IT'S the biggest question in the universe and scientists are no closer to answering it.
Do aliens exist or are humans totally alone?
Stargazers have spent much of the past century trying to solve this conundrum and have made several unexplained observations along the way.
Once these puzzles are solved, we may have finally proved that aliens exist - or got one step closer to discovering that humanity is the only lifeform in the universe.
Of course, we won't know whether extraterrestrials are real until they get in touch with us or we find evidence of their existence.
And even if we do find alien life, it might be in the form of bacteria or other microorganisms, rather than fully fledged intelligent beings.
But that won't stop astronomers from looking.
We've collected some of the biggest unsolved space mysteries.
Let us know what you think about them by voting in our poll, which is at the bottom of this article.
Is there life on Mars?
The Red Planet is a bit like Earth and is thought to have been covered with water at some point in its ancient history.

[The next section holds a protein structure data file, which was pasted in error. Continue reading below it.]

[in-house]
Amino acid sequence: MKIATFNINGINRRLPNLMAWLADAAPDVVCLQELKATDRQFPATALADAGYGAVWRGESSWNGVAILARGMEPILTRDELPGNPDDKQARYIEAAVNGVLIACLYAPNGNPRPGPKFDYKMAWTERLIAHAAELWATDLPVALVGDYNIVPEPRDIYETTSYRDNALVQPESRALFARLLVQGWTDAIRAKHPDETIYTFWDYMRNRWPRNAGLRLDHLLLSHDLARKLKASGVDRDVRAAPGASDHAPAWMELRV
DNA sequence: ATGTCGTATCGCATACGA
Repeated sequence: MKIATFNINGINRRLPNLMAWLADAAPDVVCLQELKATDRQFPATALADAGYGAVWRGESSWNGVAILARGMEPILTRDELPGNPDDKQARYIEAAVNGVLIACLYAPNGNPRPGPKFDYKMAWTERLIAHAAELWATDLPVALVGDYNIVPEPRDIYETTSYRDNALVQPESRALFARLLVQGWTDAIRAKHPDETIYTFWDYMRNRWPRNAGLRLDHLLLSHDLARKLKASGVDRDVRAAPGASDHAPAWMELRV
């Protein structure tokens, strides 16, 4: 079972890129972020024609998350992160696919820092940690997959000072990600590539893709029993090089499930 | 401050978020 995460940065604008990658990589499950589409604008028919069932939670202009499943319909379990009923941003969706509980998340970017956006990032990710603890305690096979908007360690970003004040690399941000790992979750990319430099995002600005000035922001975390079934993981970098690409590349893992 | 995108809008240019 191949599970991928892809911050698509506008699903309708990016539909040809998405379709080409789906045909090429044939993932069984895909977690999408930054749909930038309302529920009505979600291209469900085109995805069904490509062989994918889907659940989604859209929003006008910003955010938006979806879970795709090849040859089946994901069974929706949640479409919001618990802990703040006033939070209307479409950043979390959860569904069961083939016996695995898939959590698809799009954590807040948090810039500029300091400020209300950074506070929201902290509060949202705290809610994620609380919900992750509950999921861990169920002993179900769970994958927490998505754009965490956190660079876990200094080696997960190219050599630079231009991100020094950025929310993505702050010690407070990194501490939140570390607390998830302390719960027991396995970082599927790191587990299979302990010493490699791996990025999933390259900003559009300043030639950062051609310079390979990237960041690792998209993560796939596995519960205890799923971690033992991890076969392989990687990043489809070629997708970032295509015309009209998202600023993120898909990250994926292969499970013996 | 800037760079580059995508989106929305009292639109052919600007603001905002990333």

Spaced out stargazers claim to have spotted all manner of weird things on Mars, from pyramids to alien bears.
But real scientists are no closer to discovering whether the Red Planet is actually a dead planet, or whether it once supported life.
It is thought Mars was frozen over roughly 3.8 billion years ago before warming periods melted the surface and created deep valleys and canyons.
A build-up of greenhouse gases in Mars’ dense atmosphere is thought to have sparked dramatic climate cycles.
Scientists believe this could by why the planet has water-carved features.
Water provides the conditions needed for life – so there could have been living organisms on Mars billions of years ago.
However, they could very well have been wiped out by the changing climate.
Is an alien megastructure orbiting a distant star?
In October last year, scientists offered a new theory to explain why a distant star called KIC 8462852, or Tabby’s Star, was displaying a bizarre “blinking” behaviour which caused its light to dim periodically.